When two stalwart New York hospital systems announced that they were going to talk about a joint venture and then backed it up with $6 million, people in the industry sat up and listened.
But with time ticking away and an undetermined amount of the grubstake spent, Mount Sinai-NYU Medical Center/Health System, New York, and North Shore-Long Island Jewish Health System, Great Neck, haven't accomplished a whole lot since their discussions captured headlines in March 1999.
In the wake of the merger frenzy that created both systems in the late 1990s, inertia seems to have set in.
The joint venture has taken the shape of "a slow-growing initiative" that has no deadline in sight, said Gary Rosenberg, who is senior vice president of Mount Sinai-NYU.
The five-hospital Mount Sinai-NYU system and 14-hospital North Shore system are merely in the early stages of their original, free-wheeling agreement to share clinical data and establish some best-practice protocols, according to Rosenberg.
By deadline, officials from North Shore had not responded to several requests for an interview.
"It's not a business relationship at the moment beyond the notion as to why would we be doing quality separately when we can do it together and thereby effect quality in both our systems," Rosenberg said.
When the joint venture was announced following several months of rumors, it could have easily been construed as a slow, cautious windup toward a merger of the two mammoth systems. At the very least, it was clear that the joint venture partners--who between them have an acute-care hammerlock on Manhattan, Queens and Long Island--ultimately were hoping to boost their negotiating clout with insurers and solidify their market positions (March 15, 1999, p. 22).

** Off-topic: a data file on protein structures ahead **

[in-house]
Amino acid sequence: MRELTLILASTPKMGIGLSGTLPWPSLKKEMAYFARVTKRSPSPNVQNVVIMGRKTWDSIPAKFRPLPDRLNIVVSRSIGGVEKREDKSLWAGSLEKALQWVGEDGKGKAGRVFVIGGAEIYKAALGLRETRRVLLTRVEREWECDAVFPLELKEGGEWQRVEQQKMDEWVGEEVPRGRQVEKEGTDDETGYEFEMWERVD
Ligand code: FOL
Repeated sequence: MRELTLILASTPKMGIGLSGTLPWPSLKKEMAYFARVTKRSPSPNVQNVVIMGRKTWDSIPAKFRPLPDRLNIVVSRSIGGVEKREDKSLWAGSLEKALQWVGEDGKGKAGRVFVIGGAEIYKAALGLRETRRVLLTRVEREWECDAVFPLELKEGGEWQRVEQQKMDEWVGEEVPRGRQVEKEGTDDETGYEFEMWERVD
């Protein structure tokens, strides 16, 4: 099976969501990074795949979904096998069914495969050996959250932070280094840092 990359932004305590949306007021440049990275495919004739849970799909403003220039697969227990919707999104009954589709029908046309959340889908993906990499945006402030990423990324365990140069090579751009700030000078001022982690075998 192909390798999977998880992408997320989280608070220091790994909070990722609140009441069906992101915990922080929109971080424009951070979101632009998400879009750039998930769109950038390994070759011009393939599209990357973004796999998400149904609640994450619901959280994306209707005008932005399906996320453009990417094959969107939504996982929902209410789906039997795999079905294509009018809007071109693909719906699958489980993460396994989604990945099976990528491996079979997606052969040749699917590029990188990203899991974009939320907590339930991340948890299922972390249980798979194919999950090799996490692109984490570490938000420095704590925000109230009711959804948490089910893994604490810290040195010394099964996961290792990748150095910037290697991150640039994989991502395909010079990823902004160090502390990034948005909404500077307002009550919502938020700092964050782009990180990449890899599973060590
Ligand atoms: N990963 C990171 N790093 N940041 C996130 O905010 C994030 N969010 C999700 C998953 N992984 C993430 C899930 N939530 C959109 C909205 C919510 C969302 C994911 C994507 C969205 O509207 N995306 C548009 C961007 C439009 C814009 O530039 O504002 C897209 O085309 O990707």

They had to tread very carefully, however. North Shore was still nursing the wounds from an unsuccessful antitrust challenge by the federal government over the 1997 merger of North Shore Health System in Manhasset and Long Island Jewish Medical Center in New Hyde Park. Meanwhile, Mount Sinai was recovering from its own contentious merger with NYU Hospital Centers in 1998.
There is a fine line between cooperation and anticompetitive behavior, noted Francis Serbaroli, a healthcare attorney with Cadwalander, Wickersham & Taft in New York.
"There is nothing wrong with cooperating in studying utilization patterns to develop clinical guidelines for the efficient provision of medical services, and that is something the government should and would encourage," Serbaroli said. "The wise thing to do in this circumstance is put together a plan and run it by the antitrust authorities--especially in light of the government's prior involvement with the North Shore-LIJ merger."
But Rosenberg insisted a year-and-a-half later that a merger never was and still isn't on the radar screen for either system.
"We are what we call `cooperating health systems,"' Rosenberg said, noting Mount Sinai has a similar relationship with 10-hospital Saint Barnabas Health System in New Jersey. "We just merged with NYU two years ago, and are still trying to work that one out."
Discussions with North Shore to date have centered on several different topics, some progressing better than others, according to Rosenberg. The two systems are partnering on several studies: one on treatment of pneumonia; another on quality issues related to nursing; and a third on the effects of Medicare payment changes mandated by the Balanced Budget Act of 1997.
Officials are also discussing "where we might cooperate around managed care," although that admittedly is a more sensitive subject. Rosenberg stressed that those discussions have led to no conclusions. The hospitals "are grappling" with how to have that kind of discussion without treading into the dangerous arena of rate sharing, he said, because that's an antitrust minefield.
"It's a very rudimentary beginning," he said about the entire venture. Rosenberg did not know how much the two systems, which each committed $3 million to the project, have spent to date. The intention from the beginning was to tap into the bankroll over a period of several years, he said.
Mount Sinai doesn't have a lot of cash to spare. In 1999, the system earned $20 million on $1.7 billion in operating revenue, a thin 1% margin. This year it expects to reap $40 million on $1.8 billion in revenue, Rosenberg said.
The loss of John Rowe, M.D., who had been president and chief executive officer of Mount Sinai-NYU but resigned last week to take the helm at Aetna U.S. Healthcare, will have no impact on the joint venture, Rosenberg said.